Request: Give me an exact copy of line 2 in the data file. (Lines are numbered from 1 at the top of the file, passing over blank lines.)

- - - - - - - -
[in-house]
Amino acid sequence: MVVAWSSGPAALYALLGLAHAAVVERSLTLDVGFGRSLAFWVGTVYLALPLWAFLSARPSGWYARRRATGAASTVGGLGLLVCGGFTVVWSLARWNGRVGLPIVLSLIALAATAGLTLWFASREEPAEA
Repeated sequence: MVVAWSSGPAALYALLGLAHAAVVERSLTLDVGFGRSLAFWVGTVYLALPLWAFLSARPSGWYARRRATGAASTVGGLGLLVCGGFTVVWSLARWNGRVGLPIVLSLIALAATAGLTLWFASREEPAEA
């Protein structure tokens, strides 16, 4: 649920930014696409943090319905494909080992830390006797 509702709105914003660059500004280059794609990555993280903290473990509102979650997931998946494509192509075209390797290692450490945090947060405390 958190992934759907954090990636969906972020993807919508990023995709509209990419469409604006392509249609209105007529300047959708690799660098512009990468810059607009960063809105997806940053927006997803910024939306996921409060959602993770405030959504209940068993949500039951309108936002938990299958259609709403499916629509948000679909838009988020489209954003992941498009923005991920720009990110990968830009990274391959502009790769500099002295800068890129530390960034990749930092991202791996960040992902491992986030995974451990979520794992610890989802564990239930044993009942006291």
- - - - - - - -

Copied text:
Amino acid sequence: MVVAWSSGPAALYALLGLAHAAVVERSLTLDVGFGRSLAFWVGTVYLALPLWAFLSARPSGWYARRRATGAASTVGGLGLLVCGGFTVVWSLARWNGRVGLPIVLSLIALAATAGLTLWFASREEPAEA